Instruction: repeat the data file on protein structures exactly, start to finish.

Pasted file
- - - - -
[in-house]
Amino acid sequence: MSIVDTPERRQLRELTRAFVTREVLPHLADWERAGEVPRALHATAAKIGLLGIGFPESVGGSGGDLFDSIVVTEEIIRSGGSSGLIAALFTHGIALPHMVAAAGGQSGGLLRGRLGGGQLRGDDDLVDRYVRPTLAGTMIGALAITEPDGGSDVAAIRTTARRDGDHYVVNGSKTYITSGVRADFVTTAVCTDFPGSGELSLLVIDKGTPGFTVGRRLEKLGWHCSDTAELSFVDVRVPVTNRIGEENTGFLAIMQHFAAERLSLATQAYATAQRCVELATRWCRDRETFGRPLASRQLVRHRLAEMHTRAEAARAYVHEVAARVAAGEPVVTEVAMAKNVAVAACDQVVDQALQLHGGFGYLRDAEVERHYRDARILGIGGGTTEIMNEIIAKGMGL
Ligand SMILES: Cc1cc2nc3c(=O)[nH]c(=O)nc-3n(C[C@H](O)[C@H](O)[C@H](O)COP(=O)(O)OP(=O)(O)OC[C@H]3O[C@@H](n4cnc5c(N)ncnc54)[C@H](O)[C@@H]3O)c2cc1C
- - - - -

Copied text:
[in-house]
Amino acid sequence: MSIVDTPERRQLRELTRAFVTREVLPHLADWERAGEVPRALHATAAKIGLLGIGFPESVGGSGGDLFDSIVVTEEIIRSGGSSGLIAALFTHGIALPHMVAAAGGQSGGLLRGRLGGGQLRGDDDLVDRYVRPTLAGTMIGALAITEPDGGSDVAAIRTTARRDGDHYVVNGSKTYITSGVRADFVTTAVCTDFPGSGELSLLVIDKGTPGFTVGRRLEKLGWHCSDTAELSFVDVRVPVTNRIGEENTGFLAIMQHFAAERLSLATQAYATAQRCVELATRWCRDRETFGRPLASRQLVRHRLAEMHTRAEAARAYVHEVAARVAAGEPVVTEVAMAKNVAVAACDQVVDQALQLHGGFGYLRDAEVERHYRDARILGIGGGTTEIMNEIIAKGMGL
Ligand SMILES: Cc1cc2nc3c(=O)[nH]c(=O)nc-3n(C[C@H](O)[C@H](O)[C@H](O)COP(=O)(O)OP(=O)(O)OC[C@H]3O[C@@H](n4cnc5c(N)ncnc54)[C@H](O)[C@@H]3O)c2cc1C